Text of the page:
When Quince Orchard lost to Northwest, 28-20, in the 4A West Region Final two weeks ago, it ended their season with 10 wins and two losses and ranked in the top 20 in the Washington Post’s poll of local high school teams. Those two losses were both to the Northwest Jaguars, this week playing for the state championship at M&T Bank Stadium. For most teams, QO’s season would count as a remarkably successful one.
But for a Quince Orchard program that had set its sights on a third straight trip to the state final and a second title in six years, one could feel the disappointment over not getting there. And maybe that’s the double-edged sword that QO carries. They have set such a high standard and developed a pipeline of such talent that each season they are expected to be among the teams contending for a spot at M&T Bank Stadium.
But for a group of 15-, 16- and 17-year old boys who, behind those pads and helmets, are still just kids, that’s an awful lot of expectation. As one dad said, “There are other great teams out there. Any bad play can trip you up.”
As head Coach Dave Mencarini has said often, “Kids are kids. … You never know what kids will do.”
So in looking back at the Cougars’ season, one has to emphasize the team’s success. They were at times dominant, outscoring opponents 406 to 47 in their 10 wins. Quarterback Mike Murtaugh rebounded from a serious knee injury to put together an efficient season, completing 60 percent of his passes for over 1,500 yards and 21 touchdowns. Running back/receiver Kevin Joppy ran for over 1,000 yards, caught a dozen passes for another 150 yards, and scored 19 touchdowns. Seniors Elliott Davis, Malcolm Brown and Kyle Gregory and junior Adam McLean have received scholarship offers from Division I schools, and Joppy is drawing interest. Seniors Connor Tilton, Bradley Walker and Ben Brown anchored a tough defense, and the blockers led by guard Scott Mongold and fullback Kyle Manion, also seniors, opened holes and kept Murtaugh clean.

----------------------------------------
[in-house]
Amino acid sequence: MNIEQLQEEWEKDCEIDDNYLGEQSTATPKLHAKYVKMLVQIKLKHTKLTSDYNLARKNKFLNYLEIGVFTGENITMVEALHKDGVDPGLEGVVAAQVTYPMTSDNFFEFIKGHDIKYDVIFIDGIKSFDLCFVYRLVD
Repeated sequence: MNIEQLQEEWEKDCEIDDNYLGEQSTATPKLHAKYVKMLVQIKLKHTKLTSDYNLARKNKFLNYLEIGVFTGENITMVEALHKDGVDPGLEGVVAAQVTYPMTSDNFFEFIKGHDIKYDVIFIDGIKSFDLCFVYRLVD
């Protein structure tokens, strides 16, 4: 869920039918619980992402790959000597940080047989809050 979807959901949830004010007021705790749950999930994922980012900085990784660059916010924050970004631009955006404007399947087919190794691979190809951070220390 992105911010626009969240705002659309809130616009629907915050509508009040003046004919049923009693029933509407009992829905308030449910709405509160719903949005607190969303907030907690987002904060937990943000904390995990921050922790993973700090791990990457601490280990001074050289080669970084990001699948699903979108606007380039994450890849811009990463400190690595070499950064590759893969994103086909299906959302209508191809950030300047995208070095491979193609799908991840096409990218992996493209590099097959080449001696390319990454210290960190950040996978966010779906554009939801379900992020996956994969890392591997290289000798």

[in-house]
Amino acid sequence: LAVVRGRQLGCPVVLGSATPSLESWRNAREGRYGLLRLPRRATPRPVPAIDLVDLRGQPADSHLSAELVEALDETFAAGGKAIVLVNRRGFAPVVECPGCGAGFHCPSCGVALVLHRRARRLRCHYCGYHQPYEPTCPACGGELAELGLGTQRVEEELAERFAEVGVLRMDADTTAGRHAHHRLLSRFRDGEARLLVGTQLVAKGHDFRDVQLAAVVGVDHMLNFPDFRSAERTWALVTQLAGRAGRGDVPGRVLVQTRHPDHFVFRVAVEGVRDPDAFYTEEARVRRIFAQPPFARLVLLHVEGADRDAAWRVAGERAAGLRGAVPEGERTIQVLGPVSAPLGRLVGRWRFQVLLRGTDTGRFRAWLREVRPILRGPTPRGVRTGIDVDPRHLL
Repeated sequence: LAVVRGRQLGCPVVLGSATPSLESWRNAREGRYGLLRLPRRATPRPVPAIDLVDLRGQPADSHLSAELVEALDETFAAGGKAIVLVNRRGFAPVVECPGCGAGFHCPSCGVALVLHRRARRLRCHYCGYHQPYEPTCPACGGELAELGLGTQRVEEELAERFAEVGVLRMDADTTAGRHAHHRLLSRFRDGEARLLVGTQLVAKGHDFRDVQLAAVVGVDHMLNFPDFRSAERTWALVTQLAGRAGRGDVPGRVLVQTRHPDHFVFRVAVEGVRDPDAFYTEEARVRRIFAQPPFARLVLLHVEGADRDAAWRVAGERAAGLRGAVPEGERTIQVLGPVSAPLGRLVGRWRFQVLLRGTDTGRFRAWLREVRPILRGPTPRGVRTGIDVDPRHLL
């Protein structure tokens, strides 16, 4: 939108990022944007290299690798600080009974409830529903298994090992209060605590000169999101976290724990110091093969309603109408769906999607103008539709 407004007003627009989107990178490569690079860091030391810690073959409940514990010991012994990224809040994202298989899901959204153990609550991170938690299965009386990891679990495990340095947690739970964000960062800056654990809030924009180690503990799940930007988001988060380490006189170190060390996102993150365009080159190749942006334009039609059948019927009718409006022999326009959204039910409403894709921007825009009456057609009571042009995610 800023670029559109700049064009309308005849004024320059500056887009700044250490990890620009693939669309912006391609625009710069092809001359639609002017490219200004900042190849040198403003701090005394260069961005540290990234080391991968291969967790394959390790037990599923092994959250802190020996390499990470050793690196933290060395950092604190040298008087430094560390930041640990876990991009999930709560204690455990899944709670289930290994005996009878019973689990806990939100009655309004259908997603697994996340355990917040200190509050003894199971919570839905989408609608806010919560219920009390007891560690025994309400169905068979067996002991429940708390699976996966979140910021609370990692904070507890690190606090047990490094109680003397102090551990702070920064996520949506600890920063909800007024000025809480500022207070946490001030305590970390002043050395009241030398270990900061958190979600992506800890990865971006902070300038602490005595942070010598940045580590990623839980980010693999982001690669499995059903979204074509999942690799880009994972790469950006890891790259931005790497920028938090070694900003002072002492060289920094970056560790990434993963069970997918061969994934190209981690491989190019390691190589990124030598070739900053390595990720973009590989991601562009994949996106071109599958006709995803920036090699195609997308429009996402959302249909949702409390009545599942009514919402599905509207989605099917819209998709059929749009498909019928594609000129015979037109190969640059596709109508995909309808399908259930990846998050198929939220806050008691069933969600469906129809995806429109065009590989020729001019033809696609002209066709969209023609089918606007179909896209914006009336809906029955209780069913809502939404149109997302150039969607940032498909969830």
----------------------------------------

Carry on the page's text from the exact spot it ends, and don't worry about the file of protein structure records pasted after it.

Moreover, a core of talented underclassmen emerged. Freshman Khalil Sewell and sophomore Shawn Green played significant minutes on the defensive line and will join McLean up front next year to anchor another imposing Black Paw Defense. Diminutive running backs Shawn Barlow (a sophomore) and Kyle Green (a junior) flashed big-play potential and next year will run behind center Max Ward, tight end Greg Williams and fullback Eisley Kim, all sophomores. Once again, the 2014 Cougars will have high expectations.
Mencarini asked his team to go all-in this season, and no one can question their effort or resilience. They played every game, as many of them said, “with a target on our backs” and found ways to win even when they were not playing their best. When they were down two touchdowns to NW in the final two minutes, they rallied to score in the final minute, and only a controversial call on a squib kick kept them from getting the ball back with a chance to tie.
In Northwest, the Cougars encountered an opponent that was talented, just as fast and a lot looser. Northwest made fewer mistakes, and when they needed to make a play, they did. QO didn’t. In the end, maybe the weight of those expectations was just a little too heavy for a group of kids to carry.